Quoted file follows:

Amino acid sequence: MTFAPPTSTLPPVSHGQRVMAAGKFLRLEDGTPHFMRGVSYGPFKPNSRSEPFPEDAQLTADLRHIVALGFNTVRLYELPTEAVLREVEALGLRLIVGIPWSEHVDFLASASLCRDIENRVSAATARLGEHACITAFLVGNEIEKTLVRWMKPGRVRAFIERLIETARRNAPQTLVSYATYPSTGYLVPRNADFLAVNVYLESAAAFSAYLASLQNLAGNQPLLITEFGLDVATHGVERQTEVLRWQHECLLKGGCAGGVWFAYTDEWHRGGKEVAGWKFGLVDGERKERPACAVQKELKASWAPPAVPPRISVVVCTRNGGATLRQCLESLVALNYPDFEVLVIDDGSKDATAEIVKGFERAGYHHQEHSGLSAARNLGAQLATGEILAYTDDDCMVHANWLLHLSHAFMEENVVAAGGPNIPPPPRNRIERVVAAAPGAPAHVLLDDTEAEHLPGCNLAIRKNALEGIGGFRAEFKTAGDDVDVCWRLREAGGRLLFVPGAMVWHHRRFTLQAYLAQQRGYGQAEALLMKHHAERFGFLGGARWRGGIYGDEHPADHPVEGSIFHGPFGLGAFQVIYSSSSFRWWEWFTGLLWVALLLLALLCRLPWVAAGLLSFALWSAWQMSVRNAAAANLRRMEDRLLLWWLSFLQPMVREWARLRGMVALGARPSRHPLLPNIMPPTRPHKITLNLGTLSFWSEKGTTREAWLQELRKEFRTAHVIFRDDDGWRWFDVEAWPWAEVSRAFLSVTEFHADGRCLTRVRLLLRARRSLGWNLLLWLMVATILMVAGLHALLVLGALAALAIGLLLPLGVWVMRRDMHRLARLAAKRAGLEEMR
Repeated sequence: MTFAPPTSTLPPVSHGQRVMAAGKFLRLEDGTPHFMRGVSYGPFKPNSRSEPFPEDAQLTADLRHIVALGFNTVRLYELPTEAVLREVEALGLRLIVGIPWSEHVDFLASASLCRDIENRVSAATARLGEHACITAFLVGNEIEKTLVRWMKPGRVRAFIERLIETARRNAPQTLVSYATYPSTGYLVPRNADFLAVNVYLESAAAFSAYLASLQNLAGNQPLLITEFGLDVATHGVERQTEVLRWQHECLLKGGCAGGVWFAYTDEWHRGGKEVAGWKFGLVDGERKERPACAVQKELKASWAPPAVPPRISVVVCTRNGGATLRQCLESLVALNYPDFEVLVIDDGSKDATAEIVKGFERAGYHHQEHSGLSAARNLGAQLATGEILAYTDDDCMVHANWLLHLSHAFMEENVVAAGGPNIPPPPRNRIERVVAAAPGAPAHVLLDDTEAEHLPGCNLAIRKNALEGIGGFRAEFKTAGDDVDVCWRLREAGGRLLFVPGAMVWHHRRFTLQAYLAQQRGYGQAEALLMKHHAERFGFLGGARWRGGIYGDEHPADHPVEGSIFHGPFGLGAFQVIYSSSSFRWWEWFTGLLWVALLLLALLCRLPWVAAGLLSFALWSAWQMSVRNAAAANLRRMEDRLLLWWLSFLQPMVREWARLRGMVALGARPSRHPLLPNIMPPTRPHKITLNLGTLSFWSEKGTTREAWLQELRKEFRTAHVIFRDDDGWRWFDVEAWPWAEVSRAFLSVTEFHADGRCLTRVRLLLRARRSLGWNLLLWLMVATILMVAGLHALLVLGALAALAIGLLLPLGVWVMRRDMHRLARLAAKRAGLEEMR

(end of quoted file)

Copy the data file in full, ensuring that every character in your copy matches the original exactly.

Amino acid sequence: MTFAPPTSTLPPVSHGQRVMAAGKFLRLEDGTPHFMRGVSYGPFKPNSRSEPFPEDAQLTADLRHIVALGFNTVRLYELPTEAVLREVEALGLRLIVGIPWSEHVDFLASASLCRDIENRVSAATARLGEHACITAFLVGNEIEKTLVRWMKPGRVRAFIERLIETARRNAPQTLVSYATYPSTGYLVPRNADFLAVNVYLESAAAFSAYLASLQNLAGNQPLLITEFGLDVATHGVERQTEVLRWQHECLLKGGCAGGVWFAYTDEWHRGGKEVAGWKFGLVDGERKERPACAVQKELKASWAPPAVPPRISVVVCTRNGGATLRQCLESLVALNYPDFEVLVIDDGSKDATAEIVKGFERAGYHHQEHSGLSAARNLGAQLATGEILAYTDDDCMVHANWLLHLSHAFMEENVVAAGGPNIPPPPRNRIERVVAAAPGAPAHVLLDDTEAEHLPGCNLAIRKNALEGIGGFRAEFKTAGDDVDVCWRLREAGGRLLFVPGAMVWHHRRFTLQAYLAQQRGYGQAEALLMKHHAERFGFLGGARWRGGIYGDEHPADHPVEGSIFHGPFGLGAFQVIYSSSSFRWWEWFTGLLWVALLLLALLCRLPWVAAGLLSFALWSAWQMSVRNAAAANLRRMEDRLLLWWLSFLQPMVREWARLRGMVALGARPSRHPLLPNIMPPTRPHKITLNLGTLSFWSEKGTTREAWLQELRKEFRTAHVIFRDDDGWRWFDVEAWPWAEVSRAFLSVTEFHADGRCLTRVRLLLRARRSLGWNLLLWLMVATILMVAGLHALLVLGALAALAIGLLLPLGVWVMRRDMHRLARLAAKRAGLEEMR
Repeated sequence: MTFAPPTSTLPPVSHGQRVMAAGKFLRLEDGTPHFMRGVSYGPFKPNSRSEPFPEDAQLTADLRHIVALGFNTVRLYELPTEAVLREVEALGLRLIVGIPWSEHVDFLASASLCRDIENRVSAATARLGEHACITAFLVGNEIEKTLVRWMKPGRVRAFIERLIETARRNAPQTLVSYATYPSTGYLVPRNADFLAVNVYLESAAAFSAYLASLQNLAGNQPLLITEFGLDVATHGVERQTEVLRWQHECLLKGGCAGGVWFAYTDEWHRGGKEVAGWKFGLVDGERKERPACAVQKELKASWAPPAVPPRISVVVCTRNGGATLRQCLESLVALNYPDFEVLVIDDGSKDATAEIVKGFERAGYHHQEHSGLSAARNLGAQLATGEILAYTDDDCMVHANWLLHLSHAFMEENVVAAGGPNIPPPPRNRIERVVAAAPGAPAHVLLDDTEAEHLPGCNLAIRKNALEGIGGFRAEFKTAGDDVDVCWRLREAGGRLLFVPGAMVWHHRRFTLQAYLAQQRGYGQAEALLMKHHAERFGFLGGARWRGGIYGDEHPADHPVEGSIFHGPFGLGAFQVIYSSSSFRWWEWFTGLLWVALLLLALLCRLPWVAAGLLSFALWSAWQMSVRNAAAANLRRMEDRLLLWWLSFLQPMVREWARLRGMVALGARPSRHPLLPNIMPPTRPHKITLNLGTLSFWSEKGTTREAWLQELRKEFRTAHVIFRDDDGWRWFDVEAWPWAEVSRAFLSVTEFHADGRCLTRVRLLLRARRSLGWNLLLWLMVATILMVAGLHALLVLGALAALAIGLLLPLGVWVMRRDMHRLARLAAKRAGLEEMR